Laboratory Analyses

Table 2 shows the diseases currently included in the PNT, the analytes measured in the "Dry Blood Spot" (DBS), the laboratory method used in each case and the cut off point to consider a result as positive. For each analyte a 3 mm (1/8 inch) disk is perforated out of the DBS. Every sample is analyzed in duplicate to ensure reliable results.

 

 
The initial laboratory tests for neonatal screening, include the determination of thyroid stimulating hormone (TSH) levels (AutoDELFIA hTSHl) and of the hormone 17- hydroxyprogesterone (17-OHP) (AutoDELFIA 17-OH-Pl), both of which use an automated immunofluorometric method (IFMA) based on the technology Auto Dissociation Enhancement Lanthanide Fluorometric Immunoassay (AUTODELPHIA). The determination of the amino acids phenylalanine and leucine are carried out by the classic Guthrie’s bacterial inhibition assay (BIA) (Guthrie et al. 1963). Galactose is measured by an enzymatic-fluorometric method (EFA) (Neonatal Galactose) Organic acids are measured in a Mass Spectrometer in Tandem (MS/MS), Micro mass, model Quattro micro. When the blood concentration of any of these substances is elevated above the preset limits (cut off point), the newborn is recalled for diagnostic confirmation. If affected, the child is enrolled for treatment and follow-up in the IMD Clinic in the Service of Genetics and Metabolism and in the Service of Endocrinology, both located in the HNN. The diagnostic confirmation of the IMDs PKU, MSD and galactosemia, are carried out in the High Risk Section of the Central Screening Laboratory. The diagnostic confirmation of CH and CAH, is carried out in the Hormones Section of the Clinical Laboratory at the same Hospital.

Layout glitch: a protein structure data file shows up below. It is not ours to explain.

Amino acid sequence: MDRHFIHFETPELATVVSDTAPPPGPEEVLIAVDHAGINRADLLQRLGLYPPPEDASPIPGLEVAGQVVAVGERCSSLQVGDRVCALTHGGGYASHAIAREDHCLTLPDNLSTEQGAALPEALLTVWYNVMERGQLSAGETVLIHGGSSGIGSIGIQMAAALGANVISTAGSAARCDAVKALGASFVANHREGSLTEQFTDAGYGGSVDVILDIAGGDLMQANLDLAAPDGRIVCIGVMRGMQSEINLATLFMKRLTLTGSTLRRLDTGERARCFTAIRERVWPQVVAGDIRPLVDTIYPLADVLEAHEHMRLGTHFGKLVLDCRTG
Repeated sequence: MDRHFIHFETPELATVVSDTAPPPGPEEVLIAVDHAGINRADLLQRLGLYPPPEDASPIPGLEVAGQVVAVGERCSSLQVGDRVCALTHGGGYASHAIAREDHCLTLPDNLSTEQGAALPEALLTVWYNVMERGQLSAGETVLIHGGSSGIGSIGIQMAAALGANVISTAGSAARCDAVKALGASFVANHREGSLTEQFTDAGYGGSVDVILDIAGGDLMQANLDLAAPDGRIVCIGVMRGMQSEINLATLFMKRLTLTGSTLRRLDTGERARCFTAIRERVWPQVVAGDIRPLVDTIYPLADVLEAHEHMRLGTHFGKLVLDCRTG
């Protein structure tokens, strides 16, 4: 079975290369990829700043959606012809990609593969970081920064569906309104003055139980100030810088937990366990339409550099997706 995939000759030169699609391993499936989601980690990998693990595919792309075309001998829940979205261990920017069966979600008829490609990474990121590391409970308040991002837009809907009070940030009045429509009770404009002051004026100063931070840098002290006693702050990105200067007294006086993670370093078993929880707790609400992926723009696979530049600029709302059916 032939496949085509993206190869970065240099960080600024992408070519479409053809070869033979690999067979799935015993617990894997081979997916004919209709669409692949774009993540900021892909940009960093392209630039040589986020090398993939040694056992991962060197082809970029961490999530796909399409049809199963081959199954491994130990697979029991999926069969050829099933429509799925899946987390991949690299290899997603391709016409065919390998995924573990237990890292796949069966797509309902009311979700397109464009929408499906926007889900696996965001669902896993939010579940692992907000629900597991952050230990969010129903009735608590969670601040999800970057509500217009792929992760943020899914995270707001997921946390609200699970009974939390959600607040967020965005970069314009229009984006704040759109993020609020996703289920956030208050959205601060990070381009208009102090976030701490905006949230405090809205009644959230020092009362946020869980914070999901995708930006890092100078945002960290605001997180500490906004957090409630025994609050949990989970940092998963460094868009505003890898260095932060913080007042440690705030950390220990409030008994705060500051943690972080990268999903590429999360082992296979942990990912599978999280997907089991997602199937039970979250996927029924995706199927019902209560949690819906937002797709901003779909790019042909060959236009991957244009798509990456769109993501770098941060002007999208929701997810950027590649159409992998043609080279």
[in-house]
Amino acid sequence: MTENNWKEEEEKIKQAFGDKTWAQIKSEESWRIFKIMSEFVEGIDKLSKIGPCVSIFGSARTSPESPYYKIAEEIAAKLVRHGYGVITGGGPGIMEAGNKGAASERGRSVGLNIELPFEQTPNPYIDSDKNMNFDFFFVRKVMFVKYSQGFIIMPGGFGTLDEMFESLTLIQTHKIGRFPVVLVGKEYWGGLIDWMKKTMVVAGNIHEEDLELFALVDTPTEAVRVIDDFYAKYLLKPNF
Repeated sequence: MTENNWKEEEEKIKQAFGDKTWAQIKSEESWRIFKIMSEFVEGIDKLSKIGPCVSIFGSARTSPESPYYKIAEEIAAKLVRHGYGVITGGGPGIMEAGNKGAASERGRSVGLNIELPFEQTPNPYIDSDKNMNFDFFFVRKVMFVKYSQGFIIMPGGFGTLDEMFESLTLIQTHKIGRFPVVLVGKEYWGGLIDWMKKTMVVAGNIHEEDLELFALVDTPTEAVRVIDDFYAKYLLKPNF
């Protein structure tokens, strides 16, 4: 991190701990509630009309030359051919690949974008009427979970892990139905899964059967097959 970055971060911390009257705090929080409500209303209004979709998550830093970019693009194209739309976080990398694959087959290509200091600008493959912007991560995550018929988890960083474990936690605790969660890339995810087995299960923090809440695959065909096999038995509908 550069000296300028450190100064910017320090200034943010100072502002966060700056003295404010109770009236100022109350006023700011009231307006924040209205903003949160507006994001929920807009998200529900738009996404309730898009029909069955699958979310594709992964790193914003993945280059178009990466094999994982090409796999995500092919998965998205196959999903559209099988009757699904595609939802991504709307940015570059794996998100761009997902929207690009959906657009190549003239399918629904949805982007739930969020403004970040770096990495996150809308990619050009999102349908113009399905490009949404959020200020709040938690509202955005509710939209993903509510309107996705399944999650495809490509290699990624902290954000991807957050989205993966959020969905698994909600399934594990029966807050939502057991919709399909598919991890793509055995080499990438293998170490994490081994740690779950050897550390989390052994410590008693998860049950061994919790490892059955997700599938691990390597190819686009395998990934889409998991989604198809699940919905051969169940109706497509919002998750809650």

Quality control

The centralization of the tests in a single laboratory is an essential requirement proven in its effectiveness for in any MNS program. In addition to the prohibitive cost of having specialized teams and expensive equipment in different laboratories, the obvious necessary strict quality control in this type of program, can only be properly established in a central laboratory, in this case only one for the whole country. This set up makes it possible for our Laboratory to be conveniently affiliated, since 1992, so far with optimal results, to the Program of Quality Assurance of the Centers for Disease Control and Prevention in Atlanta, Georgia, USA.